Victor Markowicz, a Siberian-born philanthropist who grew up in Poland and later moved to the United States, spends much of his time these days asking fellow Jewish philanthropists in the U.S. to contribute to a Jewish museum to be built in Warsaw in the next few years.
Markowicz's friends, in turn, ask him something: "Why in Warsaw? Why in Poland?"
Many American Jews (born here or in the Old Country) support the idea of a museum devoted to Jews from Poland, to which a majority of American Jewry can trace their roots.
Warsaw — Since he first came here from Israel 14 years ago to help rebuild Jewish life here in the Polish capital, Yossi Erez has threatened that his retirement, and his return to Israel, was imminent. A Polish-born Jew who made aliyah with his family in 1947 and served as an Israeli Army psychiatrist, Erez served as the Polish representative of the American Jewish Joint Distribution Committee, training young community leaders and coordinating educational programs and waiting until he wasn’t needed on a daily basis anymore.
That day came two weeks ago.
Lublin, Poland — On the first two nights of Passover, the ground floor of a former medical academy near Lublin’s historic Old City was crowded by early evening with members of the Jewish community. Children played for hours in the hallways while senior citizens schmoozed in a small office. After sundown, joined by other members of the community and a Jewish choir from Warsaw, they filed into a social hall for the seders; afterward, they stayed to play and shmooze some more.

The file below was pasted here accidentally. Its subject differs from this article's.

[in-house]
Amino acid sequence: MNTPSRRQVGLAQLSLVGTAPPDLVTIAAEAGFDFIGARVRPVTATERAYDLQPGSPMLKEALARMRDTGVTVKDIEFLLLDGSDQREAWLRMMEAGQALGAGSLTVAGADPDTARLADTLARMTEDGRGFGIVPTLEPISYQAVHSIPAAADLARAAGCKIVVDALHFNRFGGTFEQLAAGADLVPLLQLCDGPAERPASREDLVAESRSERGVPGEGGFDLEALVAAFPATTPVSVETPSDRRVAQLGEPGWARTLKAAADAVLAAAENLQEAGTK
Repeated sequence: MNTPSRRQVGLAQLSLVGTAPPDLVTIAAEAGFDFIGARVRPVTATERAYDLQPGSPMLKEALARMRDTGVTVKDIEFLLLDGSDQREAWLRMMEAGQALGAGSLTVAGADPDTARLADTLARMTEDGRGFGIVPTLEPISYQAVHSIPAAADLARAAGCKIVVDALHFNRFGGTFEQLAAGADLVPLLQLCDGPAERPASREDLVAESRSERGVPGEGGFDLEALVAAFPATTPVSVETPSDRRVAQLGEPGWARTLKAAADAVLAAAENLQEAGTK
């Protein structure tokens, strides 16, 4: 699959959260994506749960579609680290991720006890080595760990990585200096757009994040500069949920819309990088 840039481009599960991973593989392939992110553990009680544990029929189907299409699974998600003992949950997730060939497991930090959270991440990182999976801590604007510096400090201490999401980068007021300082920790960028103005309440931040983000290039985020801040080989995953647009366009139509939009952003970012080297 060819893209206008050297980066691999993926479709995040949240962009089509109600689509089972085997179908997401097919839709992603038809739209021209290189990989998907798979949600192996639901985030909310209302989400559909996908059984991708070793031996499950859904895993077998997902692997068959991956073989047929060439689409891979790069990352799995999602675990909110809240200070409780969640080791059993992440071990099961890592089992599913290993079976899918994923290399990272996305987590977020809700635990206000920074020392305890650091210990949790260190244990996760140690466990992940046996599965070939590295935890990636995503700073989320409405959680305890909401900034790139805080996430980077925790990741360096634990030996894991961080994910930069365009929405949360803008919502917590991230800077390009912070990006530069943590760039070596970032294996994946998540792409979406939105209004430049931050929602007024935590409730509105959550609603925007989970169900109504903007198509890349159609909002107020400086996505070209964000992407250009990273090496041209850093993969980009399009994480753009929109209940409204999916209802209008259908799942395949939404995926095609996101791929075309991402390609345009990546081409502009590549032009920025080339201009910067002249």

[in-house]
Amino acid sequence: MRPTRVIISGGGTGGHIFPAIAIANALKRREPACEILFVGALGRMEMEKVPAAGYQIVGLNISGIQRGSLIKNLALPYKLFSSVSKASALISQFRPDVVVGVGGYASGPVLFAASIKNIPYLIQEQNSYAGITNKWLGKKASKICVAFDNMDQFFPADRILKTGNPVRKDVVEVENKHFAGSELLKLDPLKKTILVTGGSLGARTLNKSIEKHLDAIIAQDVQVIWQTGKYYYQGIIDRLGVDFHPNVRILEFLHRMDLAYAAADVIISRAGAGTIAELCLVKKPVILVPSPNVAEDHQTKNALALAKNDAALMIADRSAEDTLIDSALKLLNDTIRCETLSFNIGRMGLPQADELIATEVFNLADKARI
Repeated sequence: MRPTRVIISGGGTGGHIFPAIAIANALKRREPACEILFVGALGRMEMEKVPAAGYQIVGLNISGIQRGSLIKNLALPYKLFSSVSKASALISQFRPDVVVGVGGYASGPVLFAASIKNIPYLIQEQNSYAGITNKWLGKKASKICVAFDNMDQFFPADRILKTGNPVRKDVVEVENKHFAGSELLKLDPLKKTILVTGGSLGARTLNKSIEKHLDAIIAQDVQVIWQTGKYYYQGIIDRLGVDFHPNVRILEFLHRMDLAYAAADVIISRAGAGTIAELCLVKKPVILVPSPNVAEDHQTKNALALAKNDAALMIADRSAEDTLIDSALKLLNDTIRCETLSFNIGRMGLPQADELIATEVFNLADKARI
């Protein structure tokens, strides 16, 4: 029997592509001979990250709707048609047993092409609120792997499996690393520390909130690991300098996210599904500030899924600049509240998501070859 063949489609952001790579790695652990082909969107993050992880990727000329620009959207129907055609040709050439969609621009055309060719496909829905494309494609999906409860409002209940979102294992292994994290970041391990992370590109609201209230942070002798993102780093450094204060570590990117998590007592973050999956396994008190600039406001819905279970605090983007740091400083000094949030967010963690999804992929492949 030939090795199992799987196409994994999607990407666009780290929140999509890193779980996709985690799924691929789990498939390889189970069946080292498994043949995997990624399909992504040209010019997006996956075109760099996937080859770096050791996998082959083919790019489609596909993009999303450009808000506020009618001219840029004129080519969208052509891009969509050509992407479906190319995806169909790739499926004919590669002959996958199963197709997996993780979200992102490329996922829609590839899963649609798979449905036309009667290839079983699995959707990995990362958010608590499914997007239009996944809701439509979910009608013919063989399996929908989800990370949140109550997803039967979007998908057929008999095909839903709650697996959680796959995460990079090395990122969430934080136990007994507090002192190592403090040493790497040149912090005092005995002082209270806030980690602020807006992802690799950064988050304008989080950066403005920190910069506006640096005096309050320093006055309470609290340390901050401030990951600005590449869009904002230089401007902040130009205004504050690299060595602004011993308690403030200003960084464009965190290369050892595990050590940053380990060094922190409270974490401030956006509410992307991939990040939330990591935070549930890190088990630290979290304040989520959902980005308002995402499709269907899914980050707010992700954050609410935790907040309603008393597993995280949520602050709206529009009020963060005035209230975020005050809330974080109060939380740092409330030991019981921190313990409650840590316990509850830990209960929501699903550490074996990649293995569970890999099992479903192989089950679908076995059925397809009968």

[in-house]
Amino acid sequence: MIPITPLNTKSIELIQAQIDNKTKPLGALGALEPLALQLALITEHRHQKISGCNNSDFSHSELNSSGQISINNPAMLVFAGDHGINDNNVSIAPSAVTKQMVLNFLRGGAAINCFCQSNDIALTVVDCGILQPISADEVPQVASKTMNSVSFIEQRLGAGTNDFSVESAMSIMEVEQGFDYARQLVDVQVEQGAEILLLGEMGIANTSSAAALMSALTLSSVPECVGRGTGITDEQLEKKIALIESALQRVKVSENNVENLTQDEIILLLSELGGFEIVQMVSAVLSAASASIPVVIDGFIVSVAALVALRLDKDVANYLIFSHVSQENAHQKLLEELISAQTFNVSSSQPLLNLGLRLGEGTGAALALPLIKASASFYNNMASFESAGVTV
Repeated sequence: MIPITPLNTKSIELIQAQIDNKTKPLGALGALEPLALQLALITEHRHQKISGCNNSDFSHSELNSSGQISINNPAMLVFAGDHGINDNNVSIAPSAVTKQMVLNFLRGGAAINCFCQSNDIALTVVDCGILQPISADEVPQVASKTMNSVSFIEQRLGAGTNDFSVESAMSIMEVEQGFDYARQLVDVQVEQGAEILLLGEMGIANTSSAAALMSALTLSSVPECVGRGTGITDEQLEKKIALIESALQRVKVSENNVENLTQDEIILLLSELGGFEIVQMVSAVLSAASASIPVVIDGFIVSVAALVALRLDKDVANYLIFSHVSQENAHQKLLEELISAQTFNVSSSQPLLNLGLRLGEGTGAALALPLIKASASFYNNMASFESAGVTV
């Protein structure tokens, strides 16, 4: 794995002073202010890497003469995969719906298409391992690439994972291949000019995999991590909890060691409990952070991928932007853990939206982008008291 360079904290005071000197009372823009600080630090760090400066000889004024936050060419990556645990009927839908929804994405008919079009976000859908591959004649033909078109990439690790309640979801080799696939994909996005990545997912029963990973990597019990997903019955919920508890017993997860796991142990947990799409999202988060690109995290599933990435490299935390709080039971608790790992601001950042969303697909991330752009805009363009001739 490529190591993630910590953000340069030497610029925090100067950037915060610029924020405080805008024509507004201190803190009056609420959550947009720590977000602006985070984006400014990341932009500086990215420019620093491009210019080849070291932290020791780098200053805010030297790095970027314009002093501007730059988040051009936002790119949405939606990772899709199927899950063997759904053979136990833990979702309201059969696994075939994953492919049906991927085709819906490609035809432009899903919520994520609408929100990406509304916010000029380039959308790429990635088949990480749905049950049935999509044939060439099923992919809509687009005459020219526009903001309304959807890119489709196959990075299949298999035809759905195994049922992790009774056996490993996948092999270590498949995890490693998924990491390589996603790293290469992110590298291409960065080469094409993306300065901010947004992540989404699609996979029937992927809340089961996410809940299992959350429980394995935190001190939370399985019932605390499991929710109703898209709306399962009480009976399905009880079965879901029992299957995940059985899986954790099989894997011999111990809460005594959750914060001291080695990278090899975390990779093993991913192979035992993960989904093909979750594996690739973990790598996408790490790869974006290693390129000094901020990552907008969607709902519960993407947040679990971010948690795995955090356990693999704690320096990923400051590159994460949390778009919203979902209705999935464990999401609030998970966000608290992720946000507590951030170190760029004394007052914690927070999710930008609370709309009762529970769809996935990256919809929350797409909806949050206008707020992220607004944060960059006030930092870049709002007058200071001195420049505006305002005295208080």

Are you familiar with the Haggadah commentary of Rabbi Benjamin David Rabinowitz, an 18th-century scholar in Warsaw? Or of Rabbi Ya’akov Lorberbaum, a Polish rosh yeshiva in the late 1700s and early 1800s? Or of Rabbi David Dov Meisels, a chasidic rebbe in Poland 150 years ago?
Probably not. Unless you are a member of the Oceanside Jewish Center.
Each year the 12th-grade students of the Solomon Schechter School of Westchester spend a week in Poland, on the way to Israel, learning about Jewish history at the site of death camps, synagogues and forests.
This year their most poignant lesson came at an antiques shop on a Warsaw side street.
They discovered a Torah scroll there.
During a trip in Poland in the mid-1920s, Jacob Kret, a teenage yeshiva student from the northeast part of the country, found himself in the town of Radin, home of Rabbi Israel Meir Kagan, an aged Talmudic authority who was known as the Chofetz Chaim and was regarded as the Torah leader of his generation.
Unable to get home in time for Shabbat, the young man stayed in the home of the Chofetz Chaim, sleeping on a straw bed, eating and praying and discussing religious topics with the sage.
Finally, a fund-raising idea that’s not half-baked.
Students from a small day school in western Massachusetts this week made a challah that will go on display at an agricultural festival, then enter the Guinness Book of World Records.
The “Challah of Fame” is 40 feet long and weighs 120 pounds.
Military service is in the Perl family’s blood.
Pvt. Otto Perl spent nearly a year in the Austrian army from 1937 to 1938. His father had been an officer in that same army in World War I, and two of his uncles had served in WWI.
Perl, a tailor, was 22 in early 1938 when he was discharged a few months before his homeland was annexed by Nazi Germany. A Jew, he was arrested and sent to the Dachau and Buchenwald concentration camps for a year. He survived the forced labor and beatings and frigid weather.
The best advice I ever received about a forthcoming interview concerned a septuagenarian cardiologist in Warsaw. I was about to interview Dr. Marek Edelman, the last-surviving commander of the Warsaw Ghetto Uprising, in 1993 for a series of stories commemorating the event’s 50th anniversary. A Polish Jew who knew him told me what to expect: Dr. Edelman would give me some time, but if he felt bored he’d probably walk away without warning.